Let $M_n(\mathbb{R})$ denotes the space of all $n \times n$ matrices identified with the Euclidean space $\mathbb{R^{n^2}}$. Fix a column vector $x \neq 0$. Define $f:M_n(\mathbb{R}) \rightarrow\mathbb{R}$ by \begin{equation} f(A)= \langle A^2x,x\rangle \end{equation} I am trying to prove $f$ is differentiable.

It looks like you have to find the derivative w.r.t the matrix $A$. How do I do that? Any help is appreciated.

  • $\begingroup$ Just to add another way to think about it. You can show that $f(A)$ is a polynomial in $a_{ij}$. So all $\frac{\partial f}{\partial a_{ij}}$ exist and are continuous, hence, the function has a total derivative by this theorem ( calculus.subwiki.org/wiki/… ) $\endgroup$ – user25959 Dec 7 '18 at 2:12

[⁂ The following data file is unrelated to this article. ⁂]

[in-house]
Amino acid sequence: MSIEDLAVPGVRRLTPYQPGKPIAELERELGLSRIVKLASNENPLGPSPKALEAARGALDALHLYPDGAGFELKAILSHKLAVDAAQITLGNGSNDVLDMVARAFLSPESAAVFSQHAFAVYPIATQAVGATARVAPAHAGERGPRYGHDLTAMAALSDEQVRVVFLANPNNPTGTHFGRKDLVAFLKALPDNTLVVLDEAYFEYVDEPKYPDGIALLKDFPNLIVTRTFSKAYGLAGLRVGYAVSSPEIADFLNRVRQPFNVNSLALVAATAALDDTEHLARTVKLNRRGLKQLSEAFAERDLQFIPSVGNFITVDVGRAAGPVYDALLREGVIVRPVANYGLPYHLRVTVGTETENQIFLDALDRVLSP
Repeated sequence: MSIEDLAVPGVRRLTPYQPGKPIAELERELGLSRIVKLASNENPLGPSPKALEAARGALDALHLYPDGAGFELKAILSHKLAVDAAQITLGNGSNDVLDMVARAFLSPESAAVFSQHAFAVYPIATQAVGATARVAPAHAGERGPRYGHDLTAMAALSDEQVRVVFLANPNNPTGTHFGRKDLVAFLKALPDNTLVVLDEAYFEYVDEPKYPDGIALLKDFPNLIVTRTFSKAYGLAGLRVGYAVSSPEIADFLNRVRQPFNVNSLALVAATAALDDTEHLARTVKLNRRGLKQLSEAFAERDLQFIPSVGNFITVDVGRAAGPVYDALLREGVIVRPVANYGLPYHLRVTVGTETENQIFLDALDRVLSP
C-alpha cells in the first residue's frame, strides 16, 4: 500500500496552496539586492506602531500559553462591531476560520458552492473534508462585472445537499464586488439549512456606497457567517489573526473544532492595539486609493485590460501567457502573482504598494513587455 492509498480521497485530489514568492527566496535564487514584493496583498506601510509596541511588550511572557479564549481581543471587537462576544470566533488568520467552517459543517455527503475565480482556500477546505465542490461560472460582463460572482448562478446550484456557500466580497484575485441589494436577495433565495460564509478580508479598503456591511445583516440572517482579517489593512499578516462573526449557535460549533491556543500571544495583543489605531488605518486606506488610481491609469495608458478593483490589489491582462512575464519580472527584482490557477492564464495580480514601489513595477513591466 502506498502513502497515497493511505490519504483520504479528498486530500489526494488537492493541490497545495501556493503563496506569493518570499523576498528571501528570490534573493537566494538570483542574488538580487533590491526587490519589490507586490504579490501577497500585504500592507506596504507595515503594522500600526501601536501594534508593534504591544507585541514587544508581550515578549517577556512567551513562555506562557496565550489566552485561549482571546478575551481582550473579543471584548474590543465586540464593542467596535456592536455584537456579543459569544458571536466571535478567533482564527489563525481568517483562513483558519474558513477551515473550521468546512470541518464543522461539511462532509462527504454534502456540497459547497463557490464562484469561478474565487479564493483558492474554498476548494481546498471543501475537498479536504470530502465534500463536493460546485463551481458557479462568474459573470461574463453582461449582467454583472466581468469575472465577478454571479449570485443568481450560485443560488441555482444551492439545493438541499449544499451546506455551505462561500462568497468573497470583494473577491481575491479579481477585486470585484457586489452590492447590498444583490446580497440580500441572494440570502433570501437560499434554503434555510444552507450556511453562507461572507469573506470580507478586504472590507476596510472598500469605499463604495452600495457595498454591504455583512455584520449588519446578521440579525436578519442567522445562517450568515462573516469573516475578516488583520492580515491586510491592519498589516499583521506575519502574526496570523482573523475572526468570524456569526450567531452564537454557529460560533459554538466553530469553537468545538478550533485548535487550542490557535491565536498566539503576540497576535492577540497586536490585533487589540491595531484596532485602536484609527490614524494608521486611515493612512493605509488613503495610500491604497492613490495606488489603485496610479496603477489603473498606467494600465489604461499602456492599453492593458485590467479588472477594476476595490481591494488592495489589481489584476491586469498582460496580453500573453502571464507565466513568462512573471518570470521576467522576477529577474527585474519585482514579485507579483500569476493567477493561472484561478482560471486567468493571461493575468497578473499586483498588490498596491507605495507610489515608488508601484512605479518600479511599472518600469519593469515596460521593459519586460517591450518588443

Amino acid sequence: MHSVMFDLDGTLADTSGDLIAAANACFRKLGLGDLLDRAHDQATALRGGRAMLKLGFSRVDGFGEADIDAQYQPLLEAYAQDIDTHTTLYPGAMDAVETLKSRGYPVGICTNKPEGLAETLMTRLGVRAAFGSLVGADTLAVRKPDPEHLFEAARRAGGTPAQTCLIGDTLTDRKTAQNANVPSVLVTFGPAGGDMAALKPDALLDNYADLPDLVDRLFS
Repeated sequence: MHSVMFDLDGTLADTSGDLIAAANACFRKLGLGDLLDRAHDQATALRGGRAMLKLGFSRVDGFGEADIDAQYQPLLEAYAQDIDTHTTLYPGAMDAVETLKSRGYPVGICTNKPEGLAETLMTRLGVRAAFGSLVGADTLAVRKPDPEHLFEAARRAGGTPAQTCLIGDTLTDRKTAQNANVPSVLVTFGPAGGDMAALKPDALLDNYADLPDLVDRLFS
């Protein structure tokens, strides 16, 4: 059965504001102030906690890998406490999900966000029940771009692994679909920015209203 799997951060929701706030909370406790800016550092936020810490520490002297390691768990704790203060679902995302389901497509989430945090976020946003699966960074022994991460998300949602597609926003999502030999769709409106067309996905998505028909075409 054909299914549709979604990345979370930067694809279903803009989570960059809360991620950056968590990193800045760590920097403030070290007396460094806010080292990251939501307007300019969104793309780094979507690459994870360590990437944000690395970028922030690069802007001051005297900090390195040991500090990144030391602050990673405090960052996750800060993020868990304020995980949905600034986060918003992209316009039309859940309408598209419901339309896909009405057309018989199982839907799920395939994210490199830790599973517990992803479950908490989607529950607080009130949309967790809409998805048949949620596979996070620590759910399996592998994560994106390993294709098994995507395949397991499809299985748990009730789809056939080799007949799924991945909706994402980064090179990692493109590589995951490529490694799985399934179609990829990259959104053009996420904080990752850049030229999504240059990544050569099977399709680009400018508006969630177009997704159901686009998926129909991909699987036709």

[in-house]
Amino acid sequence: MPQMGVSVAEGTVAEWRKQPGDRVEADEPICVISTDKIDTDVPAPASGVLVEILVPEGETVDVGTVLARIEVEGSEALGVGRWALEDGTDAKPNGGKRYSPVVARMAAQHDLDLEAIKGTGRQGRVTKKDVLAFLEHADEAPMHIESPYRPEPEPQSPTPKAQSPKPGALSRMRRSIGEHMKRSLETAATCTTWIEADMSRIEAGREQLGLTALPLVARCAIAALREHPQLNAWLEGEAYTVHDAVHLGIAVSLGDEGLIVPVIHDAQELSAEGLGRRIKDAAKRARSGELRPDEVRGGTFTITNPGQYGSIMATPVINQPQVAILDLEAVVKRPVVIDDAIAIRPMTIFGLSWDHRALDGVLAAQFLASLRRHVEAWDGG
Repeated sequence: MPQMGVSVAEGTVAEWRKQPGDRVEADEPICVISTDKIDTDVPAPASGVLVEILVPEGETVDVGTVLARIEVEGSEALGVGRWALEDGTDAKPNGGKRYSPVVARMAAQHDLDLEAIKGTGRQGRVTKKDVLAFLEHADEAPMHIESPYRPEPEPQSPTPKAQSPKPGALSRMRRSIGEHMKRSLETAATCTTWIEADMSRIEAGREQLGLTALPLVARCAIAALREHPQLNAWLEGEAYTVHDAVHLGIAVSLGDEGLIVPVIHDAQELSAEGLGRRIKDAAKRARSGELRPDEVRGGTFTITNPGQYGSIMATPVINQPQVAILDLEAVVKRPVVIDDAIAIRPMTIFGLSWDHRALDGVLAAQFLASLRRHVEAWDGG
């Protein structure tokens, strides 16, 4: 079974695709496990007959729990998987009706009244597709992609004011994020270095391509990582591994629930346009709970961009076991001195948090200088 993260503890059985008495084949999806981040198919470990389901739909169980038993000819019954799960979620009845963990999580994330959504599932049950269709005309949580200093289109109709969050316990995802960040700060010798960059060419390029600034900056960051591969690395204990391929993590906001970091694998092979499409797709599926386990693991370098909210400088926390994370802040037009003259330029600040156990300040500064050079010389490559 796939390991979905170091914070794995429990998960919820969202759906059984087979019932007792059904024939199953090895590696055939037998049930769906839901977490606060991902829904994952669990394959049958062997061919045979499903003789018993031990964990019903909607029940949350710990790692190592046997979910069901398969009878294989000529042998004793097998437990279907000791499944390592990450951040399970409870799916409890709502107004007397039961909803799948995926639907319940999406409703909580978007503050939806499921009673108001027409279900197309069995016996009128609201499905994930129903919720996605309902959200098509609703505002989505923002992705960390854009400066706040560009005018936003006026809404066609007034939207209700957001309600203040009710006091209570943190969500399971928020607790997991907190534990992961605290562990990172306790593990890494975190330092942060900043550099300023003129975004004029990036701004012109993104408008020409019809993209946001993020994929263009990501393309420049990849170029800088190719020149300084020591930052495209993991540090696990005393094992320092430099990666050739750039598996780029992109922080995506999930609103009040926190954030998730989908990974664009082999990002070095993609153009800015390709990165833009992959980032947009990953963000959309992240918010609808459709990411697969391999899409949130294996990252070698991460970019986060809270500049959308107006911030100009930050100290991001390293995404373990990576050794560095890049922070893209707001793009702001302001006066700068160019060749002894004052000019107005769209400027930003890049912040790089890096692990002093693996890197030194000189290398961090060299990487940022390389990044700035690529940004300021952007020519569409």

For bilinear continuous functions $B,$ we have the product rule $$B'(x,y) \cdot (h, k) = B(x,k) + B(h,y).$$

Consider now the bilinear continuous function $\theta(u, v) = (u \mid v)$ (standard inner product in $\mathbf{R}^2$), the bilinear function $\varphi(A_1, A_2) = A_1A_2$ (matrix product), the function $\psi(N) = (Nx, x),$ whose derivative is $\psi'(N) \cdot H = (Hx, 0)$ and the function $\tau(A) = (A, A),$ which is linear, hence $\tau'(A) = \tau.$ The chain rule gives the derivative of $f = \theta \circ \psi \circ \varphi \circ \tau$ (that is, $f$ is differentiable).

Do you want me to edit and spell-out the derivative?


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